Preprint Open Access
Aoki, Stephanie K.; Lillacci, Gabriele; Gupta, Ankit; Baumschlager, Armin; Schweingruber, David; Khammash, Mustafa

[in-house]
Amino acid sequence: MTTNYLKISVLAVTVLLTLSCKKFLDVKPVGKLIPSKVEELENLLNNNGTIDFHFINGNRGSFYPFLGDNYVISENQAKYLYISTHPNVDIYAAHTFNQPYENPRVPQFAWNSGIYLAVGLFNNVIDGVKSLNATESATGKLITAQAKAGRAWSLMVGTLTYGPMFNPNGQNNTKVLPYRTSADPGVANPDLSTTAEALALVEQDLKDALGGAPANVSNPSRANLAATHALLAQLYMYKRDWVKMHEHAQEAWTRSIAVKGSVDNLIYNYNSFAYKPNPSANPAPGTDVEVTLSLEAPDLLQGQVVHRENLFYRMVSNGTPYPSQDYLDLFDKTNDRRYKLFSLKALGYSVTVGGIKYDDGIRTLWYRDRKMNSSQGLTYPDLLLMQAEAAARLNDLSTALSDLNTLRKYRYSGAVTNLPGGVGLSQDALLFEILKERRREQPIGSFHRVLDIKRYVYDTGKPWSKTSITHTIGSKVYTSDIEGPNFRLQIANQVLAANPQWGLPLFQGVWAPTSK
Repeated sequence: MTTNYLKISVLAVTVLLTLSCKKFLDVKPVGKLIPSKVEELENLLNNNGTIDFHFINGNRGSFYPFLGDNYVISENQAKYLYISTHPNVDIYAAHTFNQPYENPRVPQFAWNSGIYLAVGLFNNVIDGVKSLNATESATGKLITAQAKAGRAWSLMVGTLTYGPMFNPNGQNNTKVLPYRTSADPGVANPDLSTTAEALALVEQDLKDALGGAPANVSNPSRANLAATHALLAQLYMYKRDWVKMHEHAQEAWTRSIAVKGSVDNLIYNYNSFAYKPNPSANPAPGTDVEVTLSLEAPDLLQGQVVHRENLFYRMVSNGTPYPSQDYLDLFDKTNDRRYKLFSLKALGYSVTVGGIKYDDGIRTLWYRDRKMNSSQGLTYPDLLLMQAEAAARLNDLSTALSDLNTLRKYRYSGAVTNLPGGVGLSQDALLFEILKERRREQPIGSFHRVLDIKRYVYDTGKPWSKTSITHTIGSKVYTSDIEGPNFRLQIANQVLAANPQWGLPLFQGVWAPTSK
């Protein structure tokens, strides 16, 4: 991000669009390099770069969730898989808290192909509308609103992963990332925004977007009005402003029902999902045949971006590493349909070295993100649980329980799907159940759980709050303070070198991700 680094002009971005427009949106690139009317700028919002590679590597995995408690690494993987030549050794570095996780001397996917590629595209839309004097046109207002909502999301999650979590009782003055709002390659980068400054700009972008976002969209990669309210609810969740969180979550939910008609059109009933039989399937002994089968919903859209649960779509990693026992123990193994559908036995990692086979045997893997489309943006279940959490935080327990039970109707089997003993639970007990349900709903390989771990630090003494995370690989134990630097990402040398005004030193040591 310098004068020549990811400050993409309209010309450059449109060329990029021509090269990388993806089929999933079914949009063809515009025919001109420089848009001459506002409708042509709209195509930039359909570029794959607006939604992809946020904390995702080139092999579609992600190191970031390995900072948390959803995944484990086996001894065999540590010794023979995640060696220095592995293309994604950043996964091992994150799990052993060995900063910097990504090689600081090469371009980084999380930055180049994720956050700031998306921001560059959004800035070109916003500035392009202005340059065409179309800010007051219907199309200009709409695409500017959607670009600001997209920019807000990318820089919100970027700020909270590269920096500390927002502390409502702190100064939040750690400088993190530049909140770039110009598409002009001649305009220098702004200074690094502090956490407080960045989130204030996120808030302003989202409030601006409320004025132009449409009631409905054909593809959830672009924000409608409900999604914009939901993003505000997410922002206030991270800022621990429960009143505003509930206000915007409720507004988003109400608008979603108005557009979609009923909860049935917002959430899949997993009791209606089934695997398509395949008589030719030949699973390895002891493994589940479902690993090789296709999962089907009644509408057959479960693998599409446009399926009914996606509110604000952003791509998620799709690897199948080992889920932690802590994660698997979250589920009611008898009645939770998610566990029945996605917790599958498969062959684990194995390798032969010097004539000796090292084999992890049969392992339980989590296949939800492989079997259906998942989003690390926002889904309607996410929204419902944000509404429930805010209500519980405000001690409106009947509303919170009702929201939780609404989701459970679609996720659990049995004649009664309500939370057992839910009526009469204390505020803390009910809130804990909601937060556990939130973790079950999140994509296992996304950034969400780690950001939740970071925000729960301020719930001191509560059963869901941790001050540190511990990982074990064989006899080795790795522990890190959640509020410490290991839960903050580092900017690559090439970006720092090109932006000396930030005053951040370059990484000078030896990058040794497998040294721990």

Homeostasis is a recurring theme in biology that ensures that regulated variables robustly—and in some systems, completely—adapt to environmental perturbations. This robust perfect adaptation feature is achieved in natural circuits by using integral control, a negative feedback strategy that performs mathematical integration to achieve structurally robust regulation. Despite its benefits, the synthetic realization of integral feedback in living cells has remained elusive owing to the complexity of the required biological computations. Here we prove mathematically that there is a single fundamental biomolecular controller topology that realizes integral feedback and achieves robust perfect adaptation in arbitrary intracellular networks with noisy dynamics. This adaptation property is guaranteed both for the population-average and for the time-average of single cells. On the basis of this concept, we genetically engineer a synthetic integral feedback controller in living cells and demonstrate its tunability and adaptation properties. A growth-rate control application in Escherichia coli shows the intrinsic capacity of our integral controller to deliver robustness and highlights its potential use as a versatile controller for regulation of biological variables in uncertain networks. Our results provide conceptual and practical tools in the area of cybergenetics for engineering synthetic controllers that steer the dynamics of living systems.